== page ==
In other words, the people living in these areas get these services for free while residents of Mobile foot the tax bill.

As tax revenues in the city continue to diminish though, maintaining that kind of service likely will be unsustainable at the current level, meaning future tax increases could be on tap without more federal money.

While Stimpson expressed disappointment in this outcome, he also insisted the fight wasn’t over and that Mobile would continue to find ways to grow. However, the population has stagnated in Mobile, and Huntsville is now the fastest growing city in Alabama. Many projections have Huntsville growing in the coming years to be the second-largest city in the state behind Birmingham, leaving Mobile and Montgomery to battle for third.

This annexation would have been a win/win for both current city residents as well as those residents in the areas that would be annexed.

This isn’t the first time this has been attempted in Mobile. Voters in various towns of West Mobile voted against annexation attempts in July 1992, November 1993, December 2002 and September 2007.

Still, supporters believed that with development in West Mobile neighborhoods and communities and the services now being provided there, that residents would go for annexation because they already feel like they live in Mobile.

The Latest on The Kansas Housing Market

Total home sales in Kansas fell last month to 2,880 units, compared to 3,143 units in November 2018.

The average sale price in November was $219,456, up from $209,707 from a year earlier.

The number of active listings across Kansas at the end of November was 9,718 units, down from 10,976 at the same point in 2018.

Housing Stats

For more information, see “Kansas Housing Market Stats” from the Kansas REALTORS®.

Frustrated Residents Want Transparency, Accuracy in Philadelphia Property Assessment Procedure

The property tax war in Philadelphia is still peaking, and there doesn’t appear to be an end in sight.

Nearly 7,200 Philadelphia property owners have filed appeals to their 2020 property tax assessment, nearly matching the 7,700 who filed their 2019 assessment, which was a five-year high and the most since the city restructured its property value system in 2014.

Much like last year, a high volume of appeals have come in because City Council and thousands of city residents remain skeptical that the system in place for assessing home values is askew, allowing for homes in wealthier neighborhoods to be under-assessed while homes in lower-income neighborhoods are being over-assessed.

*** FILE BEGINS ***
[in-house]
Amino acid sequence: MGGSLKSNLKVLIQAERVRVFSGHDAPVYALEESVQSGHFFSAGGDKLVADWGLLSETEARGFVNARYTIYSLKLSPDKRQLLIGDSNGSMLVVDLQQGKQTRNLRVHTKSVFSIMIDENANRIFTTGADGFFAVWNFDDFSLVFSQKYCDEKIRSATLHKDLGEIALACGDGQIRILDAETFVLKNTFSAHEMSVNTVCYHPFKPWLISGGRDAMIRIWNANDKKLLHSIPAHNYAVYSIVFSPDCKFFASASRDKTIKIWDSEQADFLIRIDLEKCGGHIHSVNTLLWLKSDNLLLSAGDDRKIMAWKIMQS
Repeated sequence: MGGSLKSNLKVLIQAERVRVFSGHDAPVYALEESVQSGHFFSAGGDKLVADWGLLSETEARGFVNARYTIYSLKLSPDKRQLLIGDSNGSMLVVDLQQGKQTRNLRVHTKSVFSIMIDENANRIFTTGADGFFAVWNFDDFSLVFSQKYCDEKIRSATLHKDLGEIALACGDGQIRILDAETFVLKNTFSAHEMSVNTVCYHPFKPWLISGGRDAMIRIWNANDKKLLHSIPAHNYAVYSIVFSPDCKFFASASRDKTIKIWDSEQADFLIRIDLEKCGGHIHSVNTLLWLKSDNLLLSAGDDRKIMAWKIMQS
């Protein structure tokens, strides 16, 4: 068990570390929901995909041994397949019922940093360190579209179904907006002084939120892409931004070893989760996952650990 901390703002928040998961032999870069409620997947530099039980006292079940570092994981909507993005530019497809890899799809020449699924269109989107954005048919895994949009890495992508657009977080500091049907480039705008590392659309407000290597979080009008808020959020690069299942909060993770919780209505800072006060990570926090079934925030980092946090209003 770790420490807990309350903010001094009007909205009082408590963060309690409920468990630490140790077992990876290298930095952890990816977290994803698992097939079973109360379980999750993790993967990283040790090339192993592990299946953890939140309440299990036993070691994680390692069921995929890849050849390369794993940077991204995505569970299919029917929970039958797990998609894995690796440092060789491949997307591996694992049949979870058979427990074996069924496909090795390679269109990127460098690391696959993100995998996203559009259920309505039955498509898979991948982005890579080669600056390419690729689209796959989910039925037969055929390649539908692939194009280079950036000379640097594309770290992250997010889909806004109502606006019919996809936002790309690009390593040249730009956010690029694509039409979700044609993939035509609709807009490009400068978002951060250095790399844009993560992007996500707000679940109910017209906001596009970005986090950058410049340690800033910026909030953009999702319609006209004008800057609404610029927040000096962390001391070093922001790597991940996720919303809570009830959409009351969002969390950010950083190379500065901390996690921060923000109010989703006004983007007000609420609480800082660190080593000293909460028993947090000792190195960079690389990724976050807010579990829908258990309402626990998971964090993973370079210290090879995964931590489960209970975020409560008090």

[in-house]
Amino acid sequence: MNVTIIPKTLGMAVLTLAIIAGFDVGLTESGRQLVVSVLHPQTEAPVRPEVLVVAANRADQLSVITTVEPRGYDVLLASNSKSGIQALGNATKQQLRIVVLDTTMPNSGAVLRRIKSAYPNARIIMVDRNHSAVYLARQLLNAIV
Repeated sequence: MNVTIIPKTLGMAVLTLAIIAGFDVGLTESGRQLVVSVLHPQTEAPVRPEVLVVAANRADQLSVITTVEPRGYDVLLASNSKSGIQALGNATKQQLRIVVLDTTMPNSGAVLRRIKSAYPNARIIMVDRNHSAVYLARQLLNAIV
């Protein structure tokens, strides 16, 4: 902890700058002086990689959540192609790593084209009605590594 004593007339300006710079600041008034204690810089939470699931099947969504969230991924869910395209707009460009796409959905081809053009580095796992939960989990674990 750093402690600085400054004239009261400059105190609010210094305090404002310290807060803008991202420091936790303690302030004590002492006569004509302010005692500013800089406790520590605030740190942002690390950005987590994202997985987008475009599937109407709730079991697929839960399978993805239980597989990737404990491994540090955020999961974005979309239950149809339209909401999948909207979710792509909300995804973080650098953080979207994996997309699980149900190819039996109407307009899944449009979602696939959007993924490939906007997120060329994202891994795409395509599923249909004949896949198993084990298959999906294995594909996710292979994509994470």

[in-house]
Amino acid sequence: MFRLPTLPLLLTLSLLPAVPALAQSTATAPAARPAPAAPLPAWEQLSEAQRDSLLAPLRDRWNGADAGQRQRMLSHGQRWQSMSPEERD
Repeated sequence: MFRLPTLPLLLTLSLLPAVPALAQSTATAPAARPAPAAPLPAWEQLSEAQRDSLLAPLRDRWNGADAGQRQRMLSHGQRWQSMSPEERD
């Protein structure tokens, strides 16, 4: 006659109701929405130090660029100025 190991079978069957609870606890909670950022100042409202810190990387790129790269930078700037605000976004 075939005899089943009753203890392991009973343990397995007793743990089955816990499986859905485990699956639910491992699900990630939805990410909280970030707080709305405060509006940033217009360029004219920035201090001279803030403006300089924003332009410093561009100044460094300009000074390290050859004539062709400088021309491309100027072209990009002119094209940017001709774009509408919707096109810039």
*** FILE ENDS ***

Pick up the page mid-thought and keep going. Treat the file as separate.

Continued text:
“The Board of Revision of Taxes is still hearing 2019 appeals, which had to be filed prior to October 1, 2018.”

According to the Office of Property Assessment (OPA), the median value of a single-family home in Philadelphia spiked 3.1 percent with the 2020 assessments, following a 10.5 percent increase a year earlier.

A study done by the Philadelphia Inquirer in 2018 found that only about 35 percent of all homes in Philadelphia were being assessed by the city at a value within 10 percent of the price of the home. The remaining were either being over-assessed (36 percent) or under-assessed (29 percent) the under-assessed properties mostly happening in white neighborhoods that are a bit more affluent.

The result is a significant property tax increase for thousands of residents who own property within the city’s limits.

Despite frequent criticism and scrutiny led by both city residents and the City Council, the OPA stands by its data, even if it has been challenged by independent investigations, including the aforementioned one undertaken by the Inquirer.

The Board of Revision of Taxes (BRT) is tasked with resolving all appeals, but often takes criticism for the speed – or lack thereof – that it takes to resolve these appeals.

As an example, the BRT is still hearing 2019 appeals, which had to be filed prior to October 1, 2018. According to information from the BRT provided to the Inquirer, roughly 1,500 appeals from last year have yet to be heard.

Which means many of these 2020 appeals will likely drag well into next Fall or Winter.

City Council President Darrell Clarke has been championing a reform effort, beginning with finding a replacement for leadership at the OPA.

The difference between the OPA and the BRT is the OPA falls under the auspices of the Mayor’s office while the BRT is an independent board of seven members who are appointed by judges of the Court of Common Pleas.

The OPA sets market values, which is how tax bills are calculated, and resolves informal appeals while the BRT handles all formal appeals.